Home > Auto > News > Volkswagen ordered to pay $20 million in Spanish diesel claim

A Spanish court has ordered German carmaker Volkswagen to pay 16.3 million euros ($19.8 million) in compensation to people in Spain who bought cars with emissions-cheating devices installed, consumer group OCU said on Monday.

After a five-year legal battle, a Madrid court found Volkswagen had engaged in anti-competitive business practices and ordered the carmaker to pay 3,000 euros in damages to each OCU member affected, the group said in a statement.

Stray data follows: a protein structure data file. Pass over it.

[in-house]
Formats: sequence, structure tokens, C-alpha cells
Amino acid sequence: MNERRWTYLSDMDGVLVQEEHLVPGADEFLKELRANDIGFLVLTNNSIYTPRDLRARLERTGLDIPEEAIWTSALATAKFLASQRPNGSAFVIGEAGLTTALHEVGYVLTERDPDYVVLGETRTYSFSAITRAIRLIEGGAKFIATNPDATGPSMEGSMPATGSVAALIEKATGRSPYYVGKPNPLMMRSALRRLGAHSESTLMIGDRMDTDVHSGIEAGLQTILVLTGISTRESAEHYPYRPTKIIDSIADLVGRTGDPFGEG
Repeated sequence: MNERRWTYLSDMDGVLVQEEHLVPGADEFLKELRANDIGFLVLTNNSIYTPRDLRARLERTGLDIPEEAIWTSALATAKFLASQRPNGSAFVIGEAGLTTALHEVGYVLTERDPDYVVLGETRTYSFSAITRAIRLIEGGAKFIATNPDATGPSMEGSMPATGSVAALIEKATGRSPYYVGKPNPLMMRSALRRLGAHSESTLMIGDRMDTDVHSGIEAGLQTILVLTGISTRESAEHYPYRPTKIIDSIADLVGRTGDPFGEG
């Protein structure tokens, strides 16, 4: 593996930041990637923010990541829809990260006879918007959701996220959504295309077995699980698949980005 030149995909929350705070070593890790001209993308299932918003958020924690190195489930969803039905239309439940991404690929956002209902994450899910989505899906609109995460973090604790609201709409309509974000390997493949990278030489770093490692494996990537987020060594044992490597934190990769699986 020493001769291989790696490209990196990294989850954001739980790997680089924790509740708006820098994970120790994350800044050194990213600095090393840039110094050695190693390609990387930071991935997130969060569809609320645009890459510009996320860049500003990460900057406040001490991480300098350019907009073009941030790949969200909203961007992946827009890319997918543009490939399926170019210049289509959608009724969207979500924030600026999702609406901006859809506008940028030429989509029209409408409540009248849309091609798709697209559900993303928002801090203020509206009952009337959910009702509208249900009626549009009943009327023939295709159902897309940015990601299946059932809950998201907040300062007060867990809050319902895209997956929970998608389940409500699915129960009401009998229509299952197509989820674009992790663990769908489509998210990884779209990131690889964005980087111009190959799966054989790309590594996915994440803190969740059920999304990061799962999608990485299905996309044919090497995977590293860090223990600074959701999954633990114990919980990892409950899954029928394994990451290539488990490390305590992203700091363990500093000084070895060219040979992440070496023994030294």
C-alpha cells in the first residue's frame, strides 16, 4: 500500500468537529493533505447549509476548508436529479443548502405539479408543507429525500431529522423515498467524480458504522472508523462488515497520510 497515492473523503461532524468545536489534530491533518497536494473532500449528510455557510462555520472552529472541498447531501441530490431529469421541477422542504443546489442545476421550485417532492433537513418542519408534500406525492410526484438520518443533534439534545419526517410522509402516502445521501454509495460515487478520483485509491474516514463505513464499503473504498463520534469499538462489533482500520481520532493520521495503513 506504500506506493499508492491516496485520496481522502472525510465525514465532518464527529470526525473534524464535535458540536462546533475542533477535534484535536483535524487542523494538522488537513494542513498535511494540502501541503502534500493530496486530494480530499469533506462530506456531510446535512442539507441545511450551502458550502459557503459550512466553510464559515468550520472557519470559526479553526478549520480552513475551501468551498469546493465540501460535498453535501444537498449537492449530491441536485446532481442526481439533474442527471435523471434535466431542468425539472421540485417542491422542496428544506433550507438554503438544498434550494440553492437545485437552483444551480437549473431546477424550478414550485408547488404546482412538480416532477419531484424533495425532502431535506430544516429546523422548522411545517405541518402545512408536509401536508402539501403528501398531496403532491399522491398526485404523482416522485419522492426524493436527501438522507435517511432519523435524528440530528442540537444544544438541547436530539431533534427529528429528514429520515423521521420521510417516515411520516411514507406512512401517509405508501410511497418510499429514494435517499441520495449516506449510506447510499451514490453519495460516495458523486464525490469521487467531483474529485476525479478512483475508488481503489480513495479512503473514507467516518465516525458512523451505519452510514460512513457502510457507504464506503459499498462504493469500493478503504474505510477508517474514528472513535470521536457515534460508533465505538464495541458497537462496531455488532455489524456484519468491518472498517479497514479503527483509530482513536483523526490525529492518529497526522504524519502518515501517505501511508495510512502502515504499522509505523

(Also read: Volkswagen loses EU top court ruling in diesel scandal)

Volkswagen admitted in 2015 to using illegal software to cheat US diesel engine tests, a scandal that has so far cost it more than $30 billion in vehicle refits, fines and provisions.

Nearly all US owners of affected cars agreed to take part in a $25 billion settlement in 2016.

Last year Germany's highest court for civil disputes ruled Volkswagen had to pay compensation to owners of vehicles with rigged diesel engines in Germany.

The Spanish ruling can be appealed.

Volkswagen was not immediately available for comment.

This story has been published from a wire agency feed without modifications to the text.

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